At the recent 125th birthday dinner at Ponds Forge, Tony Currie was voted Sheffield United’s greatest-ever player.
Few would disagree (he’s the best Blades player I’ve ever seen), but the nature of such polls means that voters will opt for those they remember from their impressionable youth.
The demographic attending such a function is also significant - they were likely to be of an age for which Currie is a clear memory. Those who grew up watching in the late 1940s and 1950s are adamant that Jimmy Hagan was a class above Currie.
The criteria for choosing your greatest player are purely personal. Some would go for honours won, both personal (international caps) and team (championship and cup wins), whereas others might go for those who gave them the greatest enjoyment. More might choose players who are comparatively limited in ability but who showed unusual commitment.
The first scenario would give Billy Gillespie and Ernest Needham the edge, the second would sway you towards Currie, Brian Deane and Keith Edwards. Currie had caps to add to his enjoyment value, whilst Edwards, goalscorer supreme, never scored in the top flight, never mind playing for England. Deane, of course, did both.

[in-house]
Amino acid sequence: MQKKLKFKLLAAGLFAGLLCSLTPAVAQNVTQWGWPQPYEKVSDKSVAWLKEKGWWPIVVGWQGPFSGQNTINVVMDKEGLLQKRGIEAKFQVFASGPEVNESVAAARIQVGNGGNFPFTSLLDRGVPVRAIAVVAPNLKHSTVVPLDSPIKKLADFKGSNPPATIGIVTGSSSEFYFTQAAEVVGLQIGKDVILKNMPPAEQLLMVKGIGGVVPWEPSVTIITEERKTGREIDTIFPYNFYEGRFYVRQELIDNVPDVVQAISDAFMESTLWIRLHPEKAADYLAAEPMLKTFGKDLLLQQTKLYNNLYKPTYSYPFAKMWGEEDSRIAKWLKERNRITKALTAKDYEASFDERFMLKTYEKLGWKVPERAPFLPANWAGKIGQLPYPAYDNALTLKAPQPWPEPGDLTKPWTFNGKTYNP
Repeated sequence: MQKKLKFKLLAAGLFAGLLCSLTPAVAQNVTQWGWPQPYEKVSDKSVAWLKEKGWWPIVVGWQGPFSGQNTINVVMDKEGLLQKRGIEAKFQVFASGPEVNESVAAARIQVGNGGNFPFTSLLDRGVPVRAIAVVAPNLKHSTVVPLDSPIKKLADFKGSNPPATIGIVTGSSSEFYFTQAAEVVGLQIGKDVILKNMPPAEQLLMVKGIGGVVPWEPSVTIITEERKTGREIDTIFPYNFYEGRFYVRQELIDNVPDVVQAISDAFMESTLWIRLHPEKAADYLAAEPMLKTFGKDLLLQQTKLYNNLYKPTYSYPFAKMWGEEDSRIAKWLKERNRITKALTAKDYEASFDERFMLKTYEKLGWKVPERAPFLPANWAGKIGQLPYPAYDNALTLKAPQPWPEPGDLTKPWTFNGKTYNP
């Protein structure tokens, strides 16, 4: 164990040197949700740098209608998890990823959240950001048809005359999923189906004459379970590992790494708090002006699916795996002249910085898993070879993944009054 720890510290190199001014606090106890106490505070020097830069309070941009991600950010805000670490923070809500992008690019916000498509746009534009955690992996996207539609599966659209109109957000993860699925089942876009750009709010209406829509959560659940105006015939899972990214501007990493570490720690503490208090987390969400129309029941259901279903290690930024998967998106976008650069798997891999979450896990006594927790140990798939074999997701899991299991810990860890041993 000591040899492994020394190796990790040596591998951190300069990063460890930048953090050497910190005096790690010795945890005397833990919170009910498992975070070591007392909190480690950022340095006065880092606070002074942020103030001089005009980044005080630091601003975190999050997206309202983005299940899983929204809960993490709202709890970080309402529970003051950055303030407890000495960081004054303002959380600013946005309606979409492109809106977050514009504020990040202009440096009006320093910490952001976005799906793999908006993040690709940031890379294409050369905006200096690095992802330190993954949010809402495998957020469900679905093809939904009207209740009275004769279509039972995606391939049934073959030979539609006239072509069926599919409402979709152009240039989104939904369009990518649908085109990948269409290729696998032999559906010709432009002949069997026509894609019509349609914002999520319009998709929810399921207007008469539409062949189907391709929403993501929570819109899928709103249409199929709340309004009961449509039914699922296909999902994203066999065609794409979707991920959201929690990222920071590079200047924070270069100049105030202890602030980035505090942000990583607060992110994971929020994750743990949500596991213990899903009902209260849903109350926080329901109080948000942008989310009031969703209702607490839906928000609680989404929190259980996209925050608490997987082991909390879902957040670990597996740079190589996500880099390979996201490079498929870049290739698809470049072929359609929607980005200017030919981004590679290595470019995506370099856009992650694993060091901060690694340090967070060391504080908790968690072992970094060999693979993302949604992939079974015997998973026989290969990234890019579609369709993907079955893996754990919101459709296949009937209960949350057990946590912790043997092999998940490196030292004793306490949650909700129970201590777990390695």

The player in second place surprised me, but shouldnt have? Phil Jagielka has proved his class and has a score or more England caps. He is the first player produced by United’s youth system to play in a World Cup. He was also a key member of United’s so-near-yet-so far 2002/03 team (at right back), the 2005/06 promotion team (as a goalscoring midfielder) and the 2006/07 Premier League team (as a central defender). His second place is well deserved.